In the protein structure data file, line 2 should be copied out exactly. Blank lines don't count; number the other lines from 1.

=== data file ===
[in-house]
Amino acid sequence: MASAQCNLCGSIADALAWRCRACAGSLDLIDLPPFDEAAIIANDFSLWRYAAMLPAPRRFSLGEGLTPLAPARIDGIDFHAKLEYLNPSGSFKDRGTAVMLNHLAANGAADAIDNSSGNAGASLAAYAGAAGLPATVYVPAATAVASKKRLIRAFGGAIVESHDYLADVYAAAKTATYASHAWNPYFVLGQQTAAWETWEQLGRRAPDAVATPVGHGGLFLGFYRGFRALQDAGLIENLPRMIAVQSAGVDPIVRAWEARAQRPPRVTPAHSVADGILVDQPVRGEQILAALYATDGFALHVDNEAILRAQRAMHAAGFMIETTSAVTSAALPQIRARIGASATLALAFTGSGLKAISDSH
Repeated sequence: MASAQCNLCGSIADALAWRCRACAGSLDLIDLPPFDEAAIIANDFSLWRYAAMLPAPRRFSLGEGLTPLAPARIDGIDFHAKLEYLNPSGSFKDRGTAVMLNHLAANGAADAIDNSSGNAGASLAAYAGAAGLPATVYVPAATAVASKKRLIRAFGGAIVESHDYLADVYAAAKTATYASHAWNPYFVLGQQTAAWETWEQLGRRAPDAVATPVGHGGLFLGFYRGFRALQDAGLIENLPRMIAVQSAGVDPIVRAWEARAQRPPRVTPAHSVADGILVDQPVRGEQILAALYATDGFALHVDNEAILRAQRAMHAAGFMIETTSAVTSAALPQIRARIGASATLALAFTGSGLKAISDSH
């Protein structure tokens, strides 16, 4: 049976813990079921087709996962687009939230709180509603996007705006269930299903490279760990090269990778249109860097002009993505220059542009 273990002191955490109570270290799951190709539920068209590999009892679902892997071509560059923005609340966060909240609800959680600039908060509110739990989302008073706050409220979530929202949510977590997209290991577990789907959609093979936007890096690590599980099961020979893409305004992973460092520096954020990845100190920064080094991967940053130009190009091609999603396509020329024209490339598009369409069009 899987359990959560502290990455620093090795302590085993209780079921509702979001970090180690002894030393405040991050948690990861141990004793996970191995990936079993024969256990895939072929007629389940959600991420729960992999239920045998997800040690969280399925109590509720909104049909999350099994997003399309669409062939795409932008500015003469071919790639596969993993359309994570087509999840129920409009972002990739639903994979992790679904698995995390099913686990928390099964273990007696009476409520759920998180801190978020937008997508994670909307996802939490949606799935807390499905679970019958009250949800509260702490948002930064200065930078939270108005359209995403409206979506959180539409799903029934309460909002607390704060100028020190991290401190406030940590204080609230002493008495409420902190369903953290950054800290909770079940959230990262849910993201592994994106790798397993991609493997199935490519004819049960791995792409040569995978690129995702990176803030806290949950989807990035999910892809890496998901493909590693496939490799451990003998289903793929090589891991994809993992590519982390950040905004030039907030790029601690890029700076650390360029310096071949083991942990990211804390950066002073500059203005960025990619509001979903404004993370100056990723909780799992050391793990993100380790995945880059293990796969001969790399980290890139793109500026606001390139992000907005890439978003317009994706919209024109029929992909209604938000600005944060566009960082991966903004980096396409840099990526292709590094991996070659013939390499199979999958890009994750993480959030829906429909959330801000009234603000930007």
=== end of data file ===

Amino acid sequence: MASAQCNLCGSIADALAWRCRACAGSLDLIDLPPFDEAAIIANDFSLWRYAAMLPAPRRFSLGEGLTPLAPARIDGIDFHAKLEYLNPSGSFKDRGTAVMLNHLAANGAADAIDNSSGNAGASLAAYAGAAGLPATVYVPAATAVASKKRLIRAFGGAIVESHDYLADVYAAAKTATYASHAWNPYFVLGQQTAAWETWEQLGRRAPDAVATPVGHGGLFLGFYRGFRALQDAGLIENLPRMIAVQSAGVDPIVRAWEARAQRPPRVTPAHSVADGILVDQPVRGEQILAALYATDGFALHVDNEAILRAQRAMHAAGFMIETTSAVTSAALPQIRARIGASATLALAFTGSGLKAISDSH